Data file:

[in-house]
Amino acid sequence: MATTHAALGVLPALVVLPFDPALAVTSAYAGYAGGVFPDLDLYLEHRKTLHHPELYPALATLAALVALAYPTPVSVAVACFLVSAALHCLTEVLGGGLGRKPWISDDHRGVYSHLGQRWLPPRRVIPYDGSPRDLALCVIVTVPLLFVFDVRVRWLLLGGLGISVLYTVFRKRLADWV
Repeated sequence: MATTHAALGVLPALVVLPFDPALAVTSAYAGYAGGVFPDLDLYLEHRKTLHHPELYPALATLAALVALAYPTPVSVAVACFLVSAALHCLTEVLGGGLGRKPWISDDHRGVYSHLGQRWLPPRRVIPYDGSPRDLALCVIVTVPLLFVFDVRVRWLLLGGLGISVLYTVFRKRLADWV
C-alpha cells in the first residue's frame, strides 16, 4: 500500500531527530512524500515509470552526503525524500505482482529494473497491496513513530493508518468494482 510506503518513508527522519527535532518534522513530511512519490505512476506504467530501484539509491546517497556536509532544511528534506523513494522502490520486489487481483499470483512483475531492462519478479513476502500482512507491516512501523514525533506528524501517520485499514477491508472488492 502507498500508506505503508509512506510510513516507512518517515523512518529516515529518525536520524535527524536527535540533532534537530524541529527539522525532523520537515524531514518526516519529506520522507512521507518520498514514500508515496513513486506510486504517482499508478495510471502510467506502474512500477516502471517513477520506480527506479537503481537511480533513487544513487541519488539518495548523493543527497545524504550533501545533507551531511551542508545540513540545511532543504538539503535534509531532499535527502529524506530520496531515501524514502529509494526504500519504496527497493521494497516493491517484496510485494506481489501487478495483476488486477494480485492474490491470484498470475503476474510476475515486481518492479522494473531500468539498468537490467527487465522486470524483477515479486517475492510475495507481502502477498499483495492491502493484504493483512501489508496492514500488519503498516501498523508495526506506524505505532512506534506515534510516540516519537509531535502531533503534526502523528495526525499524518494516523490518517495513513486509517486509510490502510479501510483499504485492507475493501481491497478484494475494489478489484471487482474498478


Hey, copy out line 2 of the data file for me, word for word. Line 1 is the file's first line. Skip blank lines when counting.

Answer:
Amino acid sequence: MATTHAALGVLPALVVLPFDPALAVTSAYAGYAGGVFPDLDLYLEHRKTLHHPELYPALATLAALVALAYPTPVSVAVACFLVSAALHCLTEVLGGGLGRKPWISDDHRGVYSHLGQRWLPPRRVIPYDGSPRDLALCVIVTVPLLFVFDVRVRWLLLGGLGISVLYTVFRKRLADWV